I’ve written about cranial cruciate ligament damage before. When I did I promised a homeopathic protocol for repair that works incredibly well, and that report is available now, via Dogs Naturally Magazine (click to get your report for free). The cost of the treatment is minuscule and the outcome far better than the surgical outcome (which is quite poor, as pointed out in the earlier post).
Of course, the deeper work in homeopathy is what most of us full timers do: constitutional prescribing. That’s where we find the remedy that fits the totality of your animal’s state, and initiate whole patient healing. Sore joints yield nicely to a cure like this. In my mind, homeopathy is the go-to modality for chronic conditions of all sorts, including chronic pain. When you heal the Whole Animal, the need to keep recreating pain goes away.
TCM practitioners can help you get healing sped up as well. There’s a list of them on my Resources page. (Note: choose one or the other, acupuncture and homeopathy should not be done together.)
A qualified veterinary herbalist can select and combine herbs that help heal joints. You can find veterinarians trained in herbal use here. Here’s a Certified Herbalist’s list of favorites for joints in dogs.
There are loads of supplements out there for helping joints, the commonest using variations of GAGs (glycosaminoglycans). My old standby for years was GlycoFlex, and it’s still widely sold.
There’s also Adequan, a safe though expensive injectable of hyaluronic acid available from your vet.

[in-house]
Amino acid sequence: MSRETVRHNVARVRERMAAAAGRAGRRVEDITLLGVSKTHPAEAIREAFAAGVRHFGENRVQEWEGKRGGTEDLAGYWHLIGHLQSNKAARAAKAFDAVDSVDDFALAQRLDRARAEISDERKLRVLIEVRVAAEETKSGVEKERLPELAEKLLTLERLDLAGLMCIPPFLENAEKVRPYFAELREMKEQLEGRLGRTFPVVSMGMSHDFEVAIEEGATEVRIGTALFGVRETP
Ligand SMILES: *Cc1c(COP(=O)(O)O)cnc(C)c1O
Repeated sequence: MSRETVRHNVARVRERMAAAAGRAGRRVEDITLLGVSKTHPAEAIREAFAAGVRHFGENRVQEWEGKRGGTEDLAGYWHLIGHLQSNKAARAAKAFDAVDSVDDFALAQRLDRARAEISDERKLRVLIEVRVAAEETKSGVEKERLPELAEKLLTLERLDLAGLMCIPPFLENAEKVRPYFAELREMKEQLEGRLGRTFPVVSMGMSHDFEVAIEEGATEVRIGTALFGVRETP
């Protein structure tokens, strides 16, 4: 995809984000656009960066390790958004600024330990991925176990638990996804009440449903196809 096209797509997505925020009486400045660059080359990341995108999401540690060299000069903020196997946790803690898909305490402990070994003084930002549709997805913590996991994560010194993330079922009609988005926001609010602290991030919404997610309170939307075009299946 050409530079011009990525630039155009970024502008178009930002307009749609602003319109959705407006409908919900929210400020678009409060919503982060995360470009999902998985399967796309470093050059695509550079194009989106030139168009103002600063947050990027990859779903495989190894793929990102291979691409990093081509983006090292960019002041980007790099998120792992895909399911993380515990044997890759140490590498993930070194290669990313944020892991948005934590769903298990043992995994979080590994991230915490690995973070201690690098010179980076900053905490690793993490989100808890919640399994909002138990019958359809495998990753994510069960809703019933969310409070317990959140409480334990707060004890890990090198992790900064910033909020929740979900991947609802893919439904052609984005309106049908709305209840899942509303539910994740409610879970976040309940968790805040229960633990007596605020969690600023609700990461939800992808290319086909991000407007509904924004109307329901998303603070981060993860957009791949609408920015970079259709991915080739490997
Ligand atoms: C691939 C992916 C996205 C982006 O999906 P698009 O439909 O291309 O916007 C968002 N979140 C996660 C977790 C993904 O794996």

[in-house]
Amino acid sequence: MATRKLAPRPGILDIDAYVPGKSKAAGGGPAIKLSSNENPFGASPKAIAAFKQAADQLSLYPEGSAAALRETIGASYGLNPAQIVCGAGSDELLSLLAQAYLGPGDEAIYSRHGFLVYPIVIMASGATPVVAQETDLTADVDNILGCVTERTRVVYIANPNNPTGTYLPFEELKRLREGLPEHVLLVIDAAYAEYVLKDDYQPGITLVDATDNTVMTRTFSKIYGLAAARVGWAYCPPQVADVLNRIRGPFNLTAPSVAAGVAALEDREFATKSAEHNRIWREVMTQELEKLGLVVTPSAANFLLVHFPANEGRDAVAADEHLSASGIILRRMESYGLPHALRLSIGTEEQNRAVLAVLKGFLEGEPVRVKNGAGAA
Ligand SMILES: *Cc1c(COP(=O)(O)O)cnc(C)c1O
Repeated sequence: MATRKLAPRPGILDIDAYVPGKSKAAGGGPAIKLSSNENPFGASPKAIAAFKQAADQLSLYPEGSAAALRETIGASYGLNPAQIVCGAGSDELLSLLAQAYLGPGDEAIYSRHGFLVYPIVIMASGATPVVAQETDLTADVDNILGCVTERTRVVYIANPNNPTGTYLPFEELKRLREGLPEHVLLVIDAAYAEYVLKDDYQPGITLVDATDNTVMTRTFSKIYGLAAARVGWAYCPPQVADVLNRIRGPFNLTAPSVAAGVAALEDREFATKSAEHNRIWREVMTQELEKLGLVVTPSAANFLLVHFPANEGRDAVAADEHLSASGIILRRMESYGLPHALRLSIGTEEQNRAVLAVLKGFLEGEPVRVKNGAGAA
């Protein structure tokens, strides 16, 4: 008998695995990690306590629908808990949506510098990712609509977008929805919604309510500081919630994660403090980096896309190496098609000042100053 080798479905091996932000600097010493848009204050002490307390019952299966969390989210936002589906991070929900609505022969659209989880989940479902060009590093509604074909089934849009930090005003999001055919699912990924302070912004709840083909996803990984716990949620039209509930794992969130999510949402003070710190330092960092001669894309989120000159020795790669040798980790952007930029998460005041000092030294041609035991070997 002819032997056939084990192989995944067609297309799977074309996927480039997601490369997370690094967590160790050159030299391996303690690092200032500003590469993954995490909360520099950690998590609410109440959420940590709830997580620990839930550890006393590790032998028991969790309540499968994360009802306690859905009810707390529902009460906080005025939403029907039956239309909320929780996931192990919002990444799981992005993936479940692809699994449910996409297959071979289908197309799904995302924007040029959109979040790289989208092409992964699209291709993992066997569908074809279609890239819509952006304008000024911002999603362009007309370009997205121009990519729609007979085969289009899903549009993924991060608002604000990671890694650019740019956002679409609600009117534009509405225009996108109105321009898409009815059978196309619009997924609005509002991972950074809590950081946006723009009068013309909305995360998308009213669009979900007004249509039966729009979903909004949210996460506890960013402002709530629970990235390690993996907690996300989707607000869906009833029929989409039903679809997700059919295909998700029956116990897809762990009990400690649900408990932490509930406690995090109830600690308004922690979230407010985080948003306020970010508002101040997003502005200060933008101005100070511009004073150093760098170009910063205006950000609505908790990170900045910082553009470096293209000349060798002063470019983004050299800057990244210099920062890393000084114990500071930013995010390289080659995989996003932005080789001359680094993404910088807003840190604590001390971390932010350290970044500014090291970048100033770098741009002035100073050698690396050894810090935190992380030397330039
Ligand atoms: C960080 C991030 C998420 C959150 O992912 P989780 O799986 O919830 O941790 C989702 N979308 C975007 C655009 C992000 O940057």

I had a client once who had great results getting her chronically arthritic dog sound by feeding lots of tendon rich foods, like raw chicken necks and feet.
But, the bottom line is, like anything else in raising Vital Animals, it pays to respect Mother Nature rather than turn her off (what woman likes a turn off, after all?). Working to support her efforts and recognizing that inflammation is an important part of her kit will get us the greatest results long term.
Let us know in the comments if you have a favorite something for helping with joint pain, or if you’ve had a bad experience with the pain drugs. Please name names with both.
He’s been known to lecture to veterinarians now and again, presenting case reports of animals treated with homeopathy and advice on how to make a simple, successful practice with a simple, powerful medical modality. When he’s not practicing, writing or teaching, he’s off walking in the wilds of Central Texas, taking pictures and awaiting the inspiration that comes from being out in Nature.
Latest posts by Dr. Will Falconer (see all)
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- NSAIDs, inflammation, & a cautionary tale - January 27, 2016